Stay in your lane! (huh?)

By: Mandy Mitchell

I am sure many of you have seen the video of the KRON sportscast floating around the internet the last few days. Even people who are not in the TV news business seem to be sharing it because it’s pretty much like watching a car wreck. (KRON has taken it down, but here is the story)

Let me first share my opinion of what happened here between the sports anchor and the news anchor on live television. This was ridiculous. Yeah- The sports guy said he was “playing,” but I am not sure what the viewer gets out of this. Keep the “jokes” for the newsroom or the commercial breaks. I actually found what he said pretty amusing, but it wasn’t the place for sure!


That opinion aside, I think there is really something we can learn from this incident. I got a tweet from my friend, and fabulous Phoenix producer, Kianey Carter. (Kianey also happens to be a contributor to this blog. You can read one of her great posts here). She asked “when is a sports story a news story and vice versa?”

I’ve actually spent a great deal of time thinking about this question and working with producers and management at my station to solve this issue.

I’ve seen far too many sports people who only focus on their 3 minutes in the D-Block. There is an attitude, and I’ve heard many a sports anchor say this, of being “out of sight, our of mind” as far as the newsroom goes. There is a tendency to hide out in the sports office and appear only when it’s time to anchor that 3 minutes. It’s like that chunk of the newscast is its own newscast. I wrote more about this in another blog post.

We need to do a better job of making the sportcast feel like more of a part of the newscast. That goes for sports anchors and news producers.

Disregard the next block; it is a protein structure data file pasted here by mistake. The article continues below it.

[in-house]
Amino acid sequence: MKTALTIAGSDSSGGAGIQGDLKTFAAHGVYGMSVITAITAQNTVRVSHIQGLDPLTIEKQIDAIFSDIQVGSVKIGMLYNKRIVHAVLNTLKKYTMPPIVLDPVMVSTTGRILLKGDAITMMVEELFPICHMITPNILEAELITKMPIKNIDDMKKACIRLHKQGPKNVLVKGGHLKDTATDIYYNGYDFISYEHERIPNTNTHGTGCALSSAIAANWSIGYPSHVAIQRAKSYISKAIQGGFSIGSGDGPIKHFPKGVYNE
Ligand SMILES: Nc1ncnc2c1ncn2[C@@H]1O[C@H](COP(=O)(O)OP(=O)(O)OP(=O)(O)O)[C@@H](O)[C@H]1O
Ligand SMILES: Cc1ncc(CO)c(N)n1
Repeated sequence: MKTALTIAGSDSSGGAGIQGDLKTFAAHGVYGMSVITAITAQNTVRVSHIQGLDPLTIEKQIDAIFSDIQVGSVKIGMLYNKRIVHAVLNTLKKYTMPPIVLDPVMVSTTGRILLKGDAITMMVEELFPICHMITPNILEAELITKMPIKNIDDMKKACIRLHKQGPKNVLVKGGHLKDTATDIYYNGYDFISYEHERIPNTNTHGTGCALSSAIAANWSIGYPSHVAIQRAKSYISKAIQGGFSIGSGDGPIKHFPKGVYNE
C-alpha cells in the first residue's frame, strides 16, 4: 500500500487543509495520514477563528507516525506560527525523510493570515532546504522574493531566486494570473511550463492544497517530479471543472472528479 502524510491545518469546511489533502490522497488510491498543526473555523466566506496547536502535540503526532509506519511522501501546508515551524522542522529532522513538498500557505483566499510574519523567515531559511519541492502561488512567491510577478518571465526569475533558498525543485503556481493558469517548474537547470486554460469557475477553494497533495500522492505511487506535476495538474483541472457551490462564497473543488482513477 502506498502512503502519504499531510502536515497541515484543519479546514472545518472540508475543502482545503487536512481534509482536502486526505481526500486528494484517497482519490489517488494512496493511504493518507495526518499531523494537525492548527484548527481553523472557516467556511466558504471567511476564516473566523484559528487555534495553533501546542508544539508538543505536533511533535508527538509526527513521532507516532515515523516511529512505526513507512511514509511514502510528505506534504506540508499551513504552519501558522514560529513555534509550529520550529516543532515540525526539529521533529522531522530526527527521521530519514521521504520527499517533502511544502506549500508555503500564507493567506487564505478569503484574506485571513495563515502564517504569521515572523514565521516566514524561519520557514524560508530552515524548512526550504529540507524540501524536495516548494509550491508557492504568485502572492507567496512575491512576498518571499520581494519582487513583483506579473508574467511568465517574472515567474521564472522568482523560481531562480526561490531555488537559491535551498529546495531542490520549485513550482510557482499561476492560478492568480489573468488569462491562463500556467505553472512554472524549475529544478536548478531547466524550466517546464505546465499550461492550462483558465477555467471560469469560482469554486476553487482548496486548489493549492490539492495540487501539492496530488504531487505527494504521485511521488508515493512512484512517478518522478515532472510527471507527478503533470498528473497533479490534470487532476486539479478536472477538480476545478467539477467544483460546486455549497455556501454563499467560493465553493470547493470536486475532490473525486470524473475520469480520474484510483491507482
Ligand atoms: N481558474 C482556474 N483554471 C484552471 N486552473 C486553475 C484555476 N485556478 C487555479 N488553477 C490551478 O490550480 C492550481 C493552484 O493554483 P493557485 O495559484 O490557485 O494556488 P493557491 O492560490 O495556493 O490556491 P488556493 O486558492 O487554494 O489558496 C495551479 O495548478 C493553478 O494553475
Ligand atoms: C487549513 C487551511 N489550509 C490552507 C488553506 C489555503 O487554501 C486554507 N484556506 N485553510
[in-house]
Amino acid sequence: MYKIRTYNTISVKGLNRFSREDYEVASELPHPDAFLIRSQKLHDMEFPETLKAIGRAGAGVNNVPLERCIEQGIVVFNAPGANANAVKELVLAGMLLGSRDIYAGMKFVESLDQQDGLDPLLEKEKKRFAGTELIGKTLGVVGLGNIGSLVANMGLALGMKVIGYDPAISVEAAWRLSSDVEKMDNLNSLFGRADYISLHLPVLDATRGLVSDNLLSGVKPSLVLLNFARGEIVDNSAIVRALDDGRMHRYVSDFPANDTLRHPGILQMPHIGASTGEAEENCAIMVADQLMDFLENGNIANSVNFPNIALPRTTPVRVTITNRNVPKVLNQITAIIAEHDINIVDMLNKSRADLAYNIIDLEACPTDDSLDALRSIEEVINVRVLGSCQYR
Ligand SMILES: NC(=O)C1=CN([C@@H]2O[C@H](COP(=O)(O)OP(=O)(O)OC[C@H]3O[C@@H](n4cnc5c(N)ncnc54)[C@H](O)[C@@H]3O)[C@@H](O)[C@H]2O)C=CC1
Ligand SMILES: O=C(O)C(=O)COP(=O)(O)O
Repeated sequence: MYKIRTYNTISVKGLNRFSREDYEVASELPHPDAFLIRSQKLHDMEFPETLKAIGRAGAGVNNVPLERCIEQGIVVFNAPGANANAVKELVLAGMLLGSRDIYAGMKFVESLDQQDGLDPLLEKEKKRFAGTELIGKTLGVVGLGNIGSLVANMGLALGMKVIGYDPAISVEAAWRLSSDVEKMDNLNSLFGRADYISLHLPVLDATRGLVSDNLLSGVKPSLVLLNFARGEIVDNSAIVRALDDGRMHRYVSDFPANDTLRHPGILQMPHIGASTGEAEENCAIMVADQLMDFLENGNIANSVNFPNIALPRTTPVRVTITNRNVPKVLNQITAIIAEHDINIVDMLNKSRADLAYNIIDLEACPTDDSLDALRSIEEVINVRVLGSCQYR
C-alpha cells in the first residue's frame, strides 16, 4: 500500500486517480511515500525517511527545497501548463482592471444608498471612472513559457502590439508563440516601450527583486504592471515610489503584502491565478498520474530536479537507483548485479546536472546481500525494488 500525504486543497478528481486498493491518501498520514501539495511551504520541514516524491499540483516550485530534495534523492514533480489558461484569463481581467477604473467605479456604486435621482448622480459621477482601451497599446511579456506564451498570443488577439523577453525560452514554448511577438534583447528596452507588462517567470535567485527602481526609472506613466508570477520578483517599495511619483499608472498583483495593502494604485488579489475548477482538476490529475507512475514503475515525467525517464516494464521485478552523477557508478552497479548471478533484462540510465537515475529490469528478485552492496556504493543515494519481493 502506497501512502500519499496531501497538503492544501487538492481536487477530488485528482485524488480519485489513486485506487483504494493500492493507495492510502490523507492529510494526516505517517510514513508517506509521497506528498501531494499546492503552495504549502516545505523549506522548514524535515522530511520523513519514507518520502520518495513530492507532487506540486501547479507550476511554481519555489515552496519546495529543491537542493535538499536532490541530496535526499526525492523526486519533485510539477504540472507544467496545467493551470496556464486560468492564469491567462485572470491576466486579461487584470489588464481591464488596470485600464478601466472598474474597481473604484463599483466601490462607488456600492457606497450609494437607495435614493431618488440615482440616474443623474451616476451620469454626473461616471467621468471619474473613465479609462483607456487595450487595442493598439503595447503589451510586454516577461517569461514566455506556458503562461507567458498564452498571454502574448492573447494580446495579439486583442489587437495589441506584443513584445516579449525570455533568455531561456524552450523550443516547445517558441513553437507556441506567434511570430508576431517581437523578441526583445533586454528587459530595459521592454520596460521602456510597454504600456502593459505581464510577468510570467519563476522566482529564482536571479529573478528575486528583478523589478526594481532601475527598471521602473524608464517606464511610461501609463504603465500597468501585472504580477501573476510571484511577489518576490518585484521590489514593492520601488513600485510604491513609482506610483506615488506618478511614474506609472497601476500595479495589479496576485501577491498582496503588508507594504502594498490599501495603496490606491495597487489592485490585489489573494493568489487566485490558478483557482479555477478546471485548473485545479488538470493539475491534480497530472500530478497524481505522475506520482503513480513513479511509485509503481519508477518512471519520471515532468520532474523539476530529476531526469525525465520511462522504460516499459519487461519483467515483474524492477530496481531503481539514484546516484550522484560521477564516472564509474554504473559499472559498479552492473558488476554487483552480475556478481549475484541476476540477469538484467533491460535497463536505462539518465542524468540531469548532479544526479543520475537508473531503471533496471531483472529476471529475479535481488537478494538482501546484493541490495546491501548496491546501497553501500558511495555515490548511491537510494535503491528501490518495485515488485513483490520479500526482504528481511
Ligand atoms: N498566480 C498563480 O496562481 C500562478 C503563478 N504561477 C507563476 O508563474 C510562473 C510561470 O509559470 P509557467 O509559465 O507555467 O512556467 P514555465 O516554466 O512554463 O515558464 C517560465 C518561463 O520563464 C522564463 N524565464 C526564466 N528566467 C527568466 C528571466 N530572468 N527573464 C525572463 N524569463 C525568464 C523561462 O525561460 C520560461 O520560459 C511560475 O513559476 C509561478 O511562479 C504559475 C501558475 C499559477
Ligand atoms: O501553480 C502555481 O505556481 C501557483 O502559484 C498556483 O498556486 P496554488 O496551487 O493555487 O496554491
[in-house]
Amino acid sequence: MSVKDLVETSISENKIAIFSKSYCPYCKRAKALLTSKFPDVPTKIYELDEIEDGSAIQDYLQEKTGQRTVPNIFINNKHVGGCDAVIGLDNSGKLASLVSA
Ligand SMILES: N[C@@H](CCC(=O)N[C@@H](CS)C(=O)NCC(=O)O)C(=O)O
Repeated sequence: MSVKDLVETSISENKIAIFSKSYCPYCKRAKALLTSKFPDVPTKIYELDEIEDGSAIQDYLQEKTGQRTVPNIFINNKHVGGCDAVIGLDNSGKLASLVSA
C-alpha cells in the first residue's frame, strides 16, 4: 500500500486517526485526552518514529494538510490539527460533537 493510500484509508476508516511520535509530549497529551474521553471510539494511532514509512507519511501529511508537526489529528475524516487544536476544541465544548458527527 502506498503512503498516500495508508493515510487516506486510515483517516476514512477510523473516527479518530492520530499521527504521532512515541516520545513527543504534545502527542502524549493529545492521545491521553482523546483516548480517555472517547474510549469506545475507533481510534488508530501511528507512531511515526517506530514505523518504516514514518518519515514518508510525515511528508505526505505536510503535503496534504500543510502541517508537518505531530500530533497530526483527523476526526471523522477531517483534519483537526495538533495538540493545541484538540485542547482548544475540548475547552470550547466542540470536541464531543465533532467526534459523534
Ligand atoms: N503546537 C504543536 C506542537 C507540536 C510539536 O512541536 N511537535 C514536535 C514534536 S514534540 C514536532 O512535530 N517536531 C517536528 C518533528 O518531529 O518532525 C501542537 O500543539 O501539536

Sports people: Look at the rundown when you get to work. Is there something in there you were planning to run? Is there something that is NOT in there that you think should be a part of the newscast that the producer may have missed? Any new concussion news or domestic violence charge can be this kind of story.

Producers: If you are going to run a story that is about sports, just shoot the sports anchor a note. Our producers do this all the time now. For example, we all had a discussion about the two horses that died in races last week. That ended up running in news while sports focused strictly on the Preakness itself.

I think the problem comes up a lot in the late newscast. If a story airs at 5pm and in the sportscast at 6, a producer may just drag it over from 5 like any other story. Try to think more about this and if the sports anchor may have an interest in airing the story.

If a story is big enough to be a “news story” there are likely enough elements to share. Let’s say a local college quarterback is arrested for DUI and he is suspended from the team.

News can air the details of the arrest and the DUI and tease ahead to the sports person who can then talk about what the suspension means to the team. Is this the kid’s first time in trouble? Is he in trouble a lot? Can you list the times? Will he be benched?

This is how news and sports can cover the same story without repeating information.

Bottom line—We are all on the same team and should NEVER act like we are competing for information when we are on the air, even if it is a “joke.”


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